Rubber is a non-porous material that repels liquids. One consequence of this fact is that oil-based inks will not dry on it. In addition, rubber also often has a dark color which prevents dark inks from being clearly visible. To be able to achieve properly contrasting coding on rubber (that will also dry well) non-porous inks with pigments are therefore required. Pigments are dyes that are contained in ink as finely ground particles. As a result, they do not dissolve making good solid-light colored printing possible (such as white, yellow or blue).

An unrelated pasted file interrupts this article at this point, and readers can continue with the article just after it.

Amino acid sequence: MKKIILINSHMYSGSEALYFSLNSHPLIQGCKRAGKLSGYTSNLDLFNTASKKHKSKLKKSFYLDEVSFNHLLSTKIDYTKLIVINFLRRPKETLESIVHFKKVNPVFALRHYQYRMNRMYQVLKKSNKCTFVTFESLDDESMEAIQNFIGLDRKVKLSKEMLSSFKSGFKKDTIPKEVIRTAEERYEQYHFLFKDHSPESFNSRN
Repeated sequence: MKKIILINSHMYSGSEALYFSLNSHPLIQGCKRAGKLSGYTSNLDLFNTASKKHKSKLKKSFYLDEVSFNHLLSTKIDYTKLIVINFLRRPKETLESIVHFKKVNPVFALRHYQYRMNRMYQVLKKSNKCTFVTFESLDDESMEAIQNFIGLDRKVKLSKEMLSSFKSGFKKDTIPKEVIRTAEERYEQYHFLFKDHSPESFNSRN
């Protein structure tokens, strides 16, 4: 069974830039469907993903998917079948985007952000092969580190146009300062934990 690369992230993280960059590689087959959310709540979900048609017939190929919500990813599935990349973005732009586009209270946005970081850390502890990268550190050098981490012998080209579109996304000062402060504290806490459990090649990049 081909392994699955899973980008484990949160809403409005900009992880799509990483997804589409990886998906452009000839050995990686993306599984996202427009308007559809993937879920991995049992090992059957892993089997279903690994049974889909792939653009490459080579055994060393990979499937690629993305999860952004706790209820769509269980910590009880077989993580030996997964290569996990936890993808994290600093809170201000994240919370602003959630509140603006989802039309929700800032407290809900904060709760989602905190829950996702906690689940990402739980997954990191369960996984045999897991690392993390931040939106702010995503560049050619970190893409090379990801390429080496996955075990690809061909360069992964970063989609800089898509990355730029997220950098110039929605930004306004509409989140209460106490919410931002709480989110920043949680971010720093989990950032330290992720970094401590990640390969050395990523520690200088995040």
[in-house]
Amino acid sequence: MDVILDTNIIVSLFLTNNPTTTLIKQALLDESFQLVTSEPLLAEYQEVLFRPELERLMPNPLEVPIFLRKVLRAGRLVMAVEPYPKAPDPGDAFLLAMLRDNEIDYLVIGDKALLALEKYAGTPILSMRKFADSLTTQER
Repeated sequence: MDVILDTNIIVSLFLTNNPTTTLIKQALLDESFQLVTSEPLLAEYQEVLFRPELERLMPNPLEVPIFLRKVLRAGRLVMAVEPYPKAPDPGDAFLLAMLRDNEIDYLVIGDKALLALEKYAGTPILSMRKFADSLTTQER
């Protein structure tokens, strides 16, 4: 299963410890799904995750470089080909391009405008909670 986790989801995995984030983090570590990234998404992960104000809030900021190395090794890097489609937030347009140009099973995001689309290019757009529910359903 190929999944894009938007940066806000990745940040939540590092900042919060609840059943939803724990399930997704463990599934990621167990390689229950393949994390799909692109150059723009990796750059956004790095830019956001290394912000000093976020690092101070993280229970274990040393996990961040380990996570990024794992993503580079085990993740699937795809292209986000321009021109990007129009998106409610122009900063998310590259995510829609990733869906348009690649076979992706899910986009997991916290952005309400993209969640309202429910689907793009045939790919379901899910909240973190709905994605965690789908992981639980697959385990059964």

Pigment containing non-porous (solvent) inks can be used effectively in combination with Hi-Res Inkjet. The solvent evaporates when applying the code and then leaves the pigment behind on the rubber. Non-porous surfaces can also be coded by techniques based on thermal transfer such as Hotprint or Hot Solid Inks. In these techniques, the dyes also consist of solids (wax or resin). By heating these, they are liquefied and they can be applied in this state. After application, the coding cools down and leaves behind a good solid print.